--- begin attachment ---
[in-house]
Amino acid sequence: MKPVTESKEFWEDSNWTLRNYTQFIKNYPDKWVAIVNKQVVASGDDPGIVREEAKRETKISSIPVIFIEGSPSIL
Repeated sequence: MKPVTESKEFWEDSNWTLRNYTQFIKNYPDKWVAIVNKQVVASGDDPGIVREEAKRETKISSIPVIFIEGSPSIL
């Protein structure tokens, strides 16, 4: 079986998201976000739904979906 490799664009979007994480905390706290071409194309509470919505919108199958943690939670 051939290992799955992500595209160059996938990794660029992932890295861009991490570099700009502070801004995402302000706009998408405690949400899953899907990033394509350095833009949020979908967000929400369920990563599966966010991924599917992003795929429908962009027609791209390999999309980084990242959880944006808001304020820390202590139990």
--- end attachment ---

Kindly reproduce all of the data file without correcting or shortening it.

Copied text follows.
[in-house]
Amino acid sequence: MKPVTESKEFWEDSNWTLRNYTQFIKNYPDKWVAIVNKQVVASGDDPGIVREEAKRETKISSIPVIFIEGSPSIL
Repeated sequence: MKPVTESKEFWEDSNWTLRNYTQFIKNYPDKWVAIVNKQVVASGDDPGIVREEAKRETKISSIPVIFIEGSPSIL
């Protein structure tokens, strides 16, 4: 079986998201976000739904979906 490799664009979007994480905390706290071409194309509470919505919108199958943690939670 051939290992799955992500595209160059996938990794660029992932890295861009991490570099700009502070801004995402302000706009998408405690949400899953899907990033394509350095833009949020979908967000929400369920990563599966966010991924599917992003795929429908962009027609791209390999999309980084990242959880944006808001304020820390202590139990």